Our second child was diagnosed with some heart deformities within 24 hours. This was devastating news, but again the Lord was looking out for us. The pediatrician in the hospital heard a murmur and asked to run more tests. The pediatric cardiologist, I believe sent to us by God, discovered some small holes between the lower chambers of her heart were causing the murmur. He assured us that this was not uncommon and usually did not present a danger to her health. However, they also discovered a larger hole in the top of her heart, a leaky valve allowing blood to go the wrong way, and an artery on the wrong side of the heart which was sending oxygenated blood back in to the heart. He said this last condition was much more rare but that it was usually not detected until the child was several months old and came in to the hospital with congestive heart failure. Our infant was set for open-heart surgery in March 2000. The doctors moved the artery and closed up the large hole at the top. Our little angel came through the surgery and spent a little over a week in PICU, 2 days in a regular room and then home. Within a few months the leaky valve had healed to almost perfect and the smaller holes between the lower chambers were apparently also smaller. She was soon off all medication. Her cardiologist told us that a lot of kids outgrow the smaller holes and some don’t. But they are no longer a risk to her health. We have been truly blessed and are thrilled to have both of our girls with us. A year after her surgery they told me that the VSD’s (holes in the lower chamber) had gone from too many to count to three. As of January 2007 she still had a murmur, but we kept praying and were thankful for what we had.

March 2002 brought a new surprise – baby #3 was on the way. Fall 2002 we started kindergarten with a five-year-old, a two-year-old and in November added a newborn.  Knowing we would need some time off for the baby we started school a month early and took an extended winter break from mid November through New Year 2003. The flexibility of homeschooling is wonderful.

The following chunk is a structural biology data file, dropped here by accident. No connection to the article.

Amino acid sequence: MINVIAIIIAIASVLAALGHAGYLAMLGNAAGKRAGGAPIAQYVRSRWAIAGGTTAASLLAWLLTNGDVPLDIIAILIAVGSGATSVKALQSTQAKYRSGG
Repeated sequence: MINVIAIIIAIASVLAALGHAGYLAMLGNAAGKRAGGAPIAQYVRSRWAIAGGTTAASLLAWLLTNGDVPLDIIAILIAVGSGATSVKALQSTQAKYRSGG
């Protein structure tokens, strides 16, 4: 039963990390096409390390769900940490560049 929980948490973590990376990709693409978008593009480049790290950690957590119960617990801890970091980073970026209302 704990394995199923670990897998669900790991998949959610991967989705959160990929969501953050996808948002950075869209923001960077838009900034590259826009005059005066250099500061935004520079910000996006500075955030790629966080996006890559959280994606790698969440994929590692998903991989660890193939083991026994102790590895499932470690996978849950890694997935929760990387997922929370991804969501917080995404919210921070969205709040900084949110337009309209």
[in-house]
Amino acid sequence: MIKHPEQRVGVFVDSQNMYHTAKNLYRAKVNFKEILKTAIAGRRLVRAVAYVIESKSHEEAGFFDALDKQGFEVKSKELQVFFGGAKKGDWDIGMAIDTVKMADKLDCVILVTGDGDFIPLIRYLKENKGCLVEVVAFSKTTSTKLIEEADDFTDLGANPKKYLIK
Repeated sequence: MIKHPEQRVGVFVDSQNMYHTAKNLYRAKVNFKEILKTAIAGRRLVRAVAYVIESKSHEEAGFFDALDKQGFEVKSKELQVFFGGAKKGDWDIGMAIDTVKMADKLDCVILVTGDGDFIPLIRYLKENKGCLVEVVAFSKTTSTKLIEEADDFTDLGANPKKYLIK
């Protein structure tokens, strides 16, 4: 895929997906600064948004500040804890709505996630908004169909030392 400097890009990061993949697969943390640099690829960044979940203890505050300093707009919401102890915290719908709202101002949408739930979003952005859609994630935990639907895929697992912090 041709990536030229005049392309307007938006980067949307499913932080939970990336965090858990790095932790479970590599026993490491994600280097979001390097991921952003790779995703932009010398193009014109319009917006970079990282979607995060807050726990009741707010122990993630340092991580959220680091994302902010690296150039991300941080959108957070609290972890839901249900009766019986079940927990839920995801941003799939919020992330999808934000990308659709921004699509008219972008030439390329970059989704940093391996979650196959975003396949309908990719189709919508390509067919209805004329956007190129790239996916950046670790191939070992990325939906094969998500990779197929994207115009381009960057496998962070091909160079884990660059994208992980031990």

At her 18-month check up the pediatrician heard a murmur in our youngest’s heart. Because of what we had already been through with the middle daughter, she sent us to the cardiologist to have it checked out. It was then we were told that all babies have a hole between the upper chambers of their heart which normally closes at birth. This one didn’t. They wanted to wait until she was at least 3 to do the closing procedure so we waited. January 2006 our youngest went in for a catheter procedure. Using the artery that passes the hip and goes up to the heart as a tube, they inserted 2 little disks that looked like mesh Frisbees. The disks were inserted into the heart and through the hole, the first disk expanded to cover the hole and then the second disk expanded to seal the hole pressed between the disks.  The procedure was done on a Thursday afternoon in the cath lab in about 2 hours (much different than spending 6 hours in a waiting room for open-heart surgery).  Friday by noon we were on our way home with a 3-year-old asking to stop and eat and play at McDonald’s. We did just that. At her 6-month follow up appointment everything was fine.

As of Fall 2007 Hands on Homeschooling is being used in 16 different countries with more than 2,000 copies sold.

In a sort of large nutshell, that is a little about me and how Hands on Homeschooling began. It has been a great blessing to me and I hope that you will take the time to send me an email if you have any questions or comments on any of the curriculums. 

Thank you,

Terri Wilson






















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2 Year Old

3 Year Old

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5 Year Old